The Tennessean wrote about Nashville Bankruptcy Judge Paine’s recent opinion that subordinated a senior lien-holder’s Deed of Trust where the bank delayed foreclosure on the property. The debtor sued the bank for resolution, because homeowners’ association dues were continuing to accrue in her name and, under the Bankruptcy Code, a debtor can remain liable for post-petition HOA dues on property.
In the case, In re Sheryl Lynn Pigg, U.S. Bankr. Adv. Case No. 10-00642A, BAC Home Loans took possession of and secured a flood damaged vacant home by changing the locks and posting notice of the possession. In her Chapter 7 Bankruptcy, the Debtor surrendered all interest in the property to the Bank. But, despite all that, the Bank never actually foreclosed–the property just sat vacant.
During that time, however, the HOA continued to accrue post-petition unpaid dues, which the Debtor continues to be liable for under 11 U.S.C. § 523(a)(16).
The Debtor filed the Bankruptcy lawsuit in order to cut off her liability for the dues, either by having the Judge rule that BOA is liable by virtue of its possession or by forcing BOA to foreclose.
The Bankruptcy Court ruled that the Bank had taken possession of the property and, as a result, was liable for the accruing HOA dues. But, rather than just using the text of the HOA obligations under the Master Deed (which supported the same result), the Court used its equitable powers under the Bankruptcy Code to order a sale, under Section 363, of the property, with the Bank’s lien claim subordinated to the costs of the Trustee’s sale and to the HOA debts owed (and HOA attorney fees). The Court expressly found that “the Bank and the HOA have consented to the sale by their inaction.”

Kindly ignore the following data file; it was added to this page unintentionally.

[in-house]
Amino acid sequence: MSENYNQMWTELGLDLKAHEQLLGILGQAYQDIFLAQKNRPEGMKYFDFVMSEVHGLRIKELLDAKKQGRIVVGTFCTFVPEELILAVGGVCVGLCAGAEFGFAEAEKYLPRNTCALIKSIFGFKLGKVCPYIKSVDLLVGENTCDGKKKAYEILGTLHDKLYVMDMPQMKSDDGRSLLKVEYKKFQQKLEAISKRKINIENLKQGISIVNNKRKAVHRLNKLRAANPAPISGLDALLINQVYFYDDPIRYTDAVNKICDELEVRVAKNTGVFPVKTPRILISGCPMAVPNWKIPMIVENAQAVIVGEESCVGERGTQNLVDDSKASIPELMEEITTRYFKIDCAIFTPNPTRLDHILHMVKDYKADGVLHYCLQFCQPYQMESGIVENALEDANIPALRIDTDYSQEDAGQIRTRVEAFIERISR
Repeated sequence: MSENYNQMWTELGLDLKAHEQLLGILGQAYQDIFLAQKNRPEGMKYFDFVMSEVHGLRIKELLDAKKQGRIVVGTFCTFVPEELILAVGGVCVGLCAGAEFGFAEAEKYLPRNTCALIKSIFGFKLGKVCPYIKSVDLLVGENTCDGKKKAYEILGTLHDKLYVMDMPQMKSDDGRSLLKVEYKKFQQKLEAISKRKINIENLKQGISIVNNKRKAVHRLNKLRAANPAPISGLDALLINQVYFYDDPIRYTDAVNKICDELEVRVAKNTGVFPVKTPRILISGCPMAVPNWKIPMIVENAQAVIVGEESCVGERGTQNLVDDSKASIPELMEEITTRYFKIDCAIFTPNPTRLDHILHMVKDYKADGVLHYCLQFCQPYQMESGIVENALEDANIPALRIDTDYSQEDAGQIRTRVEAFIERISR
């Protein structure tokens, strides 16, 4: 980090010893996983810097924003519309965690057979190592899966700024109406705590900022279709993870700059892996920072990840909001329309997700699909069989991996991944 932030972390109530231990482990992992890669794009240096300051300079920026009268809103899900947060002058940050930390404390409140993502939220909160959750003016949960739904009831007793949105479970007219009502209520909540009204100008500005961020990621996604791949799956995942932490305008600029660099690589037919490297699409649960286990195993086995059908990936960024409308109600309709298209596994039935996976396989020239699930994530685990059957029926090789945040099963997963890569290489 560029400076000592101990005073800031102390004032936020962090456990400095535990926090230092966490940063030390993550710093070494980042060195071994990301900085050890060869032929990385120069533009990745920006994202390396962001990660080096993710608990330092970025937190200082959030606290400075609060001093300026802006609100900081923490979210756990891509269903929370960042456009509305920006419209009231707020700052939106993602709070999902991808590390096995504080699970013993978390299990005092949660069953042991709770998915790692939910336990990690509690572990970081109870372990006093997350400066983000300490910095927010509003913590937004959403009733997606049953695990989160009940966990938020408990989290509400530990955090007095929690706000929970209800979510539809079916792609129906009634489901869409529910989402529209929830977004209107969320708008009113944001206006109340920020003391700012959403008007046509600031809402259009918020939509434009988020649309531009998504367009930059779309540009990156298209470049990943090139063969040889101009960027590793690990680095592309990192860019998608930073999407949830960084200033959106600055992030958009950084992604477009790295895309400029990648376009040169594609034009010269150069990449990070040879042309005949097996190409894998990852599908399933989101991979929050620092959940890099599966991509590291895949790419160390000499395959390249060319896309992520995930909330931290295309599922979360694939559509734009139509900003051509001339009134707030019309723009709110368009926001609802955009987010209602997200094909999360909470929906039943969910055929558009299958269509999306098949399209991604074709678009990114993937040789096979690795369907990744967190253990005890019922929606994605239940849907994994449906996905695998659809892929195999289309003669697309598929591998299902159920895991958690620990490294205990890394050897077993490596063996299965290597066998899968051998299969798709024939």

This is an interesting ruling, because nothing in the Bankruptcy Code allows a Court to subvert the priority of a valid and properly perfected property lien. Here, using only its equitable powers, the Court fashioned a fair outcome, but a clear departure from state law lien priority statutes.
In light of this opinion, lenders may need to be aware of any delays in initiating the foreclosure process. Nothing in state law expressly requires that banks foreclose under any time deadline, but this opinion suggests that lenders open themselves up to attack where they wait. This is dangerous new precedent.
A copy of the full opinion is here: Pigg Opinion Bankruptcy Court